116 On 14 September 1893.

117 Württemberg voted against the majority of the Federal Council on 20 November 1893. The wine tax bill was eventually dropped in January 1894 after its first reading in the Reichstag.

118 From 6 to 11 November 1893.

119 Military convention between the North German Confederation and Württemberg of 25 November 1870. It was one of the ‘November Treaties’ of Versailles, by which the South German States joined the North German Confederation to form the basis of the German Empire.

120 The Militärkabinett was an advisory body under the command of the German Emperor; its jurisdiction included officers from Baden. Following the military convention, and the complete integration of the Baden army into the Prussian army, the Baden ministry of war was abolished in December 1871.

121 The next elections were held on 1 February 1895.

122 On the Reservatrechte, see n. 220 in Munich section.

123 See the following dispatch.

124 From 1890 dispatches on Württemberg were mostly sent from Munich, and are filed both in the FO 82 (Württemberg) and FO 9 (Bavaria) series.

125 See n. 110 in this section.

126 See preceding dispatch.

127 Schott, carrying out a royal order of 1 December 1893, visited Berlin from 15 to 22 December to establish the definitive terms of exchange between Württemberg and Prussian officers, as stipulated in the military convention of 25 November 1870. The intended harmonization also included recognizing the length of service of Württemberg officers seconded to the Prussian army (as compared to Prussia officers of the same rank) and details of their uniform.

128 On the Reservatrechte, see n. 220 in Munich section.

129 Latin: ‘a highly favoured person’.

130 From 1890 dispatches on Württemberg were mostly sent from Munich, and are filed both in the FO 82 (Württemberg) and FO 9 (Bavaria) series.

131 29 May to 2 June 1894.

132 The bill to revise the composition of the chambers of the Württemberg Landtag (chapter 9 of the Württemberg constitution of 1819) was presented to the Ständischer Ausschuss (joint committee of both chambers) on 8 April 1894. Mittnacht's notifications to withdraw the bill and close the sittings were dated 4 June 1894; they were read to the second chamber on 5 June 1894.

133 At the time of the dispatch the Württemberg Zentrumspartei (Catholics) had not yet been founded; however it had been represented de facto in the Württemberg Landtag since 1889. On 14 May Deputy Gröber proposed to form a Zentrum faction. See also n. 145 in this section.

134 Deutsche Partei (Württemberg National Liberals).

135 In its report of 8 May 1894 the commission of the second chamber requested an increase in the number of cities represented in the second chamber. This was instead of the proposed inclusion of six representatives from the regional agricultural associations (Landwirtschaftliche Gauverbände) and the chambers of trade and commerce.

136 On 16 May 1894. The reform of the elementary schools was eventually delayed until the Volksschulgesetz of 1909.

137 Elections took place on 1 February 1895; the Landtag was opened on 20 February.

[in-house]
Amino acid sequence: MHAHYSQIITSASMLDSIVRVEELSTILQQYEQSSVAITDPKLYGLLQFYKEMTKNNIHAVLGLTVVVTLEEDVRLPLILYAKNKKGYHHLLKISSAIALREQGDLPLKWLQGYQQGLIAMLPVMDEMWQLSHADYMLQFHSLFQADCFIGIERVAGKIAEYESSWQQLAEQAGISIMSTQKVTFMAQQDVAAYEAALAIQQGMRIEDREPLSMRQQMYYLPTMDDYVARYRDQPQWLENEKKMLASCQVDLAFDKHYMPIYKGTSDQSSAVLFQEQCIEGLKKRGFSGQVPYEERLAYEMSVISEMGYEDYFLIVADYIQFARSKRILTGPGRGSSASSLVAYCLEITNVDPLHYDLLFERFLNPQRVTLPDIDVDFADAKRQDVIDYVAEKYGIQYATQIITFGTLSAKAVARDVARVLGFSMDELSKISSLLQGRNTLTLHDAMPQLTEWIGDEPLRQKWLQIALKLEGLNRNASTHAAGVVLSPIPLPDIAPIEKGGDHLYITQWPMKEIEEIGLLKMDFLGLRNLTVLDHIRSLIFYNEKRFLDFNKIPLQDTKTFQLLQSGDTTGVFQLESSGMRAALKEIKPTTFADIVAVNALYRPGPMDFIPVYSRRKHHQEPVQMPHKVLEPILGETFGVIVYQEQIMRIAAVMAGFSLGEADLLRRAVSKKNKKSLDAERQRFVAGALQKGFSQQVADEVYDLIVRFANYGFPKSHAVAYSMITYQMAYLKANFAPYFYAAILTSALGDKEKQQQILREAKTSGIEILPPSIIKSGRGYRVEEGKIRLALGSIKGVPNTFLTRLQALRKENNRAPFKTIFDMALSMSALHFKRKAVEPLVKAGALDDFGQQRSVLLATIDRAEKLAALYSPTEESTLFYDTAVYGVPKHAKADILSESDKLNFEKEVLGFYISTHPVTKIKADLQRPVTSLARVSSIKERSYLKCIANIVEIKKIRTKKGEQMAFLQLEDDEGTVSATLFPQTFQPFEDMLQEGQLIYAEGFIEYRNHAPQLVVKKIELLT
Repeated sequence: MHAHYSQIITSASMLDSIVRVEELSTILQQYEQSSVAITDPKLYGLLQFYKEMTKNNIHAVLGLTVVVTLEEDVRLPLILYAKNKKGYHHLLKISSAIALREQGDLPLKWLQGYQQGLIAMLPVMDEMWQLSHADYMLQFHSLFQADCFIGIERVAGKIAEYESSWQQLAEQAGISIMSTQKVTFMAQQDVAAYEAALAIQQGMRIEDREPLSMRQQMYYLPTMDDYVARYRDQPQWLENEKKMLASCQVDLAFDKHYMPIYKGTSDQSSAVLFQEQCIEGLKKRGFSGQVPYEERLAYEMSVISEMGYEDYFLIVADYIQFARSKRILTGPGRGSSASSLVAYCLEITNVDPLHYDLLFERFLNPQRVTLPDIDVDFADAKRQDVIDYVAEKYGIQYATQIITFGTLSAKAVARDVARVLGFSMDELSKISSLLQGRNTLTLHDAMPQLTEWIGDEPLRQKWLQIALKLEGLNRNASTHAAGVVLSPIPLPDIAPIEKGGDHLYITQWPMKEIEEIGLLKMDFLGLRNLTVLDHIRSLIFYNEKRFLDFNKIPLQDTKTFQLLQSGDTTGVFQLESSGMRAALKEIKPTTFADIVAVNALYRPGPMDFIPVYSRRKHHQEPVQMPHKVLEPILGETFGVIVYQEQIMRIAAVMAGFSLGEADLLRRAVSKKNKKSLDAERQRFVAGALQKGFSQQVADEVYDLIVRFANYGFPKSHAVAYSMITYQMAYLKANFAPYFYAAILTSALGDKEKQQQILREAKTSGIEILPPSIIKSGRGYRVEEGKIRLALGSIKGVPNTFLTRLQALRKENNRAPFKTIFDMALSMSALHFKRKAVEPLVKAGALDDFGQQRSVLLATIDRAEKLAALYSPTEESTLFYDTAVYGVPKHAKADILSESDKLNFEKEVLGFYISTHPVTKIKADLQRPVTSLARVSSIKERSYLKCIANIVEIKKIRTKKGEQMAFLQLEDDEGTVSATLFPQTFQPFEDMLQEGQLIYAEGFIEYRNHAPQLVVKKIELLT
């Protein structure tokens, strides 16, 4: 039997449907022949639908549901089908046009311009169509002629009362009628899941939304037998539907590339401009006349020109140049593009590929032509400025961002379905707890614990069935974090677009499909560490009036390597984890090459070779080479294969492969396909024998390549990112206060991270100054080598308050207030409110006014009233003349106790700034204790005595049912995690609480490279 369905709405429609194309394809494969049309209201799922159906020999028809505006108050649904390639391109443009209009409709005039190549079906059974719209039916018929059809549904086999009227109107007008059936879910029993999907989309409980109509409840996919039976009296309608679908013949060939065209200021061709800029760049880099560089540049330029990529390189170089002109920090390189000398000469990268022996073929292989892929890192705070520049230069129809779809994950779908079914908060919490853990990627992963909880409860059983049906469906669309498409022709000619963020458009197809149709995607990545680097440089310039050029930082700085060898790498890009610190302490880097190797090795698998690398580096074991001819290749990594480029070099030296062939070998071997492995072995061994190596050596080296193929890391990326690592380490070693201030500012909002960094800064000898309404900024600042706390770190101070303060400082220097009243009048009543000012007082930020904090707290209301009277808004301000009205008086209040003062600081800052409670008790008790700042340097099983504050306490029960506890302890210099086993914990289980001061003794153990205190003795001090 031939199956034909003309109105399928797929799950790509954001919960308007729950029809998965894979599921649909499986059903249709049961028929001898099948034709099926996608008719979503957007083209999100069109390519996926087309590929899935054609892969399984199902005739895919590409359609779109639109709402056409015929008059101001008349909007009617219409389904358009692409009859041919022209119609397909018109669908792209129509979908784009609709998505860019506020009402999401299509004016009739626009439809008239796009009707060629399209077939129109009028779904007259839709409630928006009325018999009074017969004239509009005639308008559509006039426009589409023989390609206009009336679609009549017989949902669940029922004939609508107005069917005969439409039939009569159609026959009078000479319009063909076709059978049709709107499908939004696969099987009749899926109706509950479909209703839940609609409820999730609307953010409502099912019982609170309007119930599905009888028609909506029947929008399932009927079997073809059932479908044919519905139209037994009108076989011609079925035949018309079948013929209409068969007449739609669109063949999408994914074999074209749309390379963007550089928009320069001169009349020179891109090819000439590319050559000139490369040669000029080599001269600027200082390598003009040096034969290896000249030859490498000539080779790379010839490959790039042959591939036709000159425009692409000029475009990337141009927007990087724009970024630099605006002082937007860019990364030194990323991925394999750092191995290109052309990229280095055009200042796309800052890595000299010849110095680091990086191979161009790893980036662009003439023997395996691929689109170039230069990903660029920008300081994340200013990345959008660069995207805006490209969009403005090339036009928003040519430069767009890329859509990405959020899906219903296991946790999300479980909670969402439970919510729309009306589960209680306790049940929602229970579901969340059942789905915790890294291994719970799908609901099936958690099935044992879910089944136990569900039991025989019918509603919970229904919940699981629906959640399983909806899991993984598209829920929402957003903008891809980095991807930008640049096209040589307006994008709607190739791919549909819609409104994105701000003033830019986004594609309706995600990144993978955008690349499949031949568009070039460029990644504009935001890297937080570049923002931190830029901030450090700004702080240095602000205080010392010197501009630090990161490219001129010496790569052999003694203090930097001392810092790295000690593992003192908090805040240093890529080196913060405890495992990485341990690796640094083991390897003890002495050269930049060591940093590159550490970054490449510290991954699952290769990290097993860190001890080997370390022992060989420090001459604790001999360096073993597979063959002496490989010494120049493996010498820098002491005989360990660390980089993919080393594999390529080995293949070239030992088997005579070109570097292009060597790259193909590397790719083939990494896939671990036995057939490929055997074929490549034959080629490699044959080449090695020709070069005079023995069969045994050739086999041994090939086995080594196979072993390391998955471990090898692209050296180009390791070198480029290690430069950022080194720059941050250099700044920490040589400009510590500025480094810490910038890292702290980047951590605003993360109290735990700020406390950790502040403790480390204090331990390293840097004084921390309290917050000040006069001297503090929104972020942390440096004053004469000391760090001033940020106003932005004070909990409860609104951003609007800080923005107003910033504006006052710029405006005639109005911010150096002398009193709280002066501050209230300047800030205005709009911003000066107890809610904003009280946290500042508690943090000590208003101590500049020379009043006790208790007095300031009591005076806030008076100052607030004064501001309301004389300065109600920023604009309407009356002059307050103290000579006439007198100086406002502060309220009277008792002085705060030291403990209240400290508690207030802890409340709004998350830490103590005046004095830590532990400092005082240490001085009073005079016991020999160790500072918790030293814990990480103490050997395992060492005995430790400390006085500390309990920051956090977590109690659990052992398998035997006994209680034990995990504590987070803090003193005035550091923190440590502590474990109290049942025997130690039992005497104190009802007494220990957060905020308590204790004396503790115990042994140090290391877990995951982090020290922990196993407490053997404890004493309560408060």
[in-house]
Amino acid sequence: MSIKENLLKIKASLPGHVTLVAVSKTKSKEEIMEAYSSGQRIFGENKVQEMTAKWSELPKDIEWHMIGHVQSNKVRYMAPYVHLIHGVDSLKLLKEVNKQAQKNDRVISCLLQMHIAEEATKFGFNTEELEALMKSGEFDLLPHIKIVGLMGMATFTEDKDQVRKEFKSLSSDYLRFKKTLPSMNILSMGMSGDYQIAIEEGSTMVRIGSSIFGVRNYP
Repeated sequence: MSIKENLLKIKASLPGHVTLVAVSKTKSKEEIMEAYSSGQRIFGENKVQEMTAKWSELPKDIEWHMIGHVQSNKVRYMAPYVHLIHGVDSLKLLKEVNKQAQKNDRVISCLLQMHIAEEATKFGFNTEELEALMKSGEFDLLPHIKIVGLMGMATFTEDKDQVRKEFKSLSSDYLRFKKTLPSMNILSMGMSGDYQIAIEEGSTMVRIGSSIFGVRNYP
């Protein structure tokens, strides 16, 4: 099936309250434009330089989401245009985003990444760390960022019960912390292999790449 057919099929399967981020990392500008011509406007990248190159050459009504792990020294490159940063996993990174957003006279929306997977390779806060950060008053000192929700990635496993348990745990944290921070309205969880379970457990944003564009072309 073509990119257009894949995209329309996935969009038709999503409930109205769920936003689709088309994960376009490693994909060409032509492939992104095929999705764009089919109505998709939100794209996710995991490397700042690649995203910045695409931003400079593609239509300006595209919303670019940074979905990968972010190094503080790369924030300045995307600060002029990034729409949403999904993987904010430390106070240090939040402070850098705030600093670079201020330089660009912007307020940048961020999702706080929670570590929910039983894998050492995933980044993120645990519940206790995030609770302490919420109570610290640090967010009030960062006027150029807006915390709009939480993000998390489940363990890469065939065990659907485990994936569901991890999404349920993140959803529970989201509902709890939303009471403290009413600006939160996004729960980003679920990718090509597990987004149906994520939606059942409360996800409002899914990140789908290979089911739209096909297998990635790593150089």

138 See n. 119 in this section.

139 See n. 127 in this section. The debate took place on 26 May 1894.

140 On 23 May 1894.

141 Article 8 of the military convention between the North German Confederation and Württemberg of 25 November 1870 did not set a limit on the number of seconded officers. With regard to the second part of his motion Gröber referred to the fact that savings resulting from the exchange were paid to the imperial treasury.

142 From 1890, dispatches on Württemberg were mostly sent from Munich and are filed both in the FO 82 (Württemberg) and FO 9 (Bavaria) series.

143 Elections took place on 1 February 1895.

144 Left liberal party; part of the Deutsche Volkspartei at imperial level.

145 After the initiatives of July 1894 (when a provisory committee was established and a party program was drafted) the Württemberg Zentrumspartei was officially founded on 17 January 1895. See also n. 133 in this section.

146 The privileged members were the representatives of the Ritterschaft (noble landowners, of which there were thirteen), the churches (eight) and Tübingen University (one). Altogether the second chamber consisted of ninety-three deputies.

147 From 1890 dispatches on Württemberg were mostly sent from Munich, and are filed both in the FO 82 (Württemberg) and FO 9 (Bavaria) series.

148 Elections took place on 1 February 1894, second ballots on 14 and 15 February.

149 Johann Hofmann.

150 Karl Kloß and Menrad Glaser.

151 See n. 146 in this section.

152 On 2 June 1894.

153 Karl von Riecke. A tax reform bill was presented to the Württemberg Landtag on 14 May 1895; the bill was finally rejected in January 1899.

154 Friedrich von Payer; on 23 May 1894. See p. 000.

155 See n. 119 in this section.

156 Not included in this volume.

157 For the dispatch of 7 June 1894, see pp. 456–458.

158 After the amalgamation of the missions in Stuttgart and Munich most dispatches on Württemberg were sent from Munich.

159 On 14 February 1897 Wilhelm II proposed to Austria, Britain, and Russia a joint naval blockade of the Piraeus to prevent the Greeks further assisting the Cretan revolt against Ottoman sovereignty. Salisbury, in his circular of 17 February, stated that any blockade should be preceded by an understanding on the future status of Crete.